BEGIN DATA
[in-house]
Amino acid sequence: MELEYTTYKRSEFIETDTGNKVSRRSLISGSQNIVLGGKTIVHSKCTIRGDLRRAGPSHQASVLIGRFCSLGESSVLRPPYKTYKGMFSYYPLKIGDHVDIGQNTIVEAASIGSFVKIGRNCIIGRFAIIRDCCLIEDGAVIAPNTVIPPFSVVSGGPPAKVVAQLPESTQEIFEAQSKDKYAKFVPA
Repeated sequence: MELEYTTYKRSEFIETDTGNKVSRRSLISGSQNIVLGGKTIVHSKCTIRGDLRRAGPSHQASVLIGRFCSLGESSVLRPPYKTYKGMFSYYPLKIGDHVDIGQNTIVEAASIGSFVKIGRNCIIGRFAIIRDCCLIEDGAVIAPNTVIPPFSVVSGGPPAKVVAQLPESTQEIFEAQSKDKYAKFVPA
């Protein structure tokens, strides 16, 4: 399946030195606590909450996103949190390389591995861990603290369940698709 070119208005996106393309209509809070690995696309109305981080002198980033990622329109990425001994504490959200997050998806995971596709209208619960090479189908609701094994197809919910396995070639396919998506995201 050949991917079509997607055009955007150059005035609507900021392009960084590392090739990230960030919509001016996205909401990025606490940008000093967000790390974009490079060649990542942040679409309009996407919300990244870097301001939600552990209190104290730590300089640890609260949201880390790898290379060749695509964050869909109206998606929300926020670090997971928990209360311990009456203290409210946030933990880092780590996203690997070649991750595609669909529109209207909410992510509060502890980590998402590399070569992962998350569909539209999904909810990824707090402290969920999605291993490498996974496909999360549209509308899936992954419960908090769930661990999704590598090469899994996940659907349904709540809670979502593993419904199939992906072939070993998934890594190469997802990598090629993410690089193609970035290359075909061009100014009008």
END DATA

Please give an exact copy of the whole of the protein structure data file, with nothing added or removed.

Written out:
[in-house]
Amino acid sequence: MELEYTTYKRSEFIETDTGNKVSRRSLISGSQNIVLGGKTIVHSKCTIRGDLRRAGPSHQASVLIGRFCSLGESSVLRPPYKTYKGMFSYYPLKIGDHVDIGQNTIVEAASIGSFVKIGRNCIIGRFAIIRDCCLIEDGAVIAPNTVIPPFSVVSGGPPAKVVAQLPESTQEIFEAQSKDKYAKFVPA
Repeated sequence: MELEYTTYKRSEFIETDTGNKVSRRSLISGSQNIVLGGKTIVHSKCTIRGDLRRAGPSHQASVLIGRFCSLGESSVLRPPYKTYKGMFSYYPLKIGDHVDIGQNTIVEAASIGSFVKIGRNCIIGRFAIIRDCCLIEDGAVIAPNTVIPPFSVVSGGPPAKVVAQLPESTQEIFEAQSKDKYAKFVPA
């Protein structure tokens, strides 16, 4: 399946030195606590909450996103949190390389591995861990603290369940698709 070119208005996106393309209509809070690995696309109305981080002198980033990622329109990425001994504490959200997050998806995971596709209208619960090479189908609701094994197809919910396995070639396919998506995201 050949991917079509997607055009955007150059005035609507900021392009960084590392090739990230960030919509001016996205909401990025606490940008000093967000790390974009490079060649990542942040679409309009996407919300990244870097301001939600552990209190104290730590300089640890609260949201880390790898290379060749695509964050869909109206998606929300926020670090997971928990209360311990009456203290409210946030933990880092780590996203690997070649991750595609669909529109209207909410992510509060502890980590998402590399070569992962998350569909539209999904909810990824707090402290969920999605291993490498996974496909999360549209509308899936992954419960908090769930661990999704590598090469899994996940659907349904709540809670979502593993419904199939992906072939070993998934890594190469997802990598090629993410690089193609970035290359075909061009100014009008």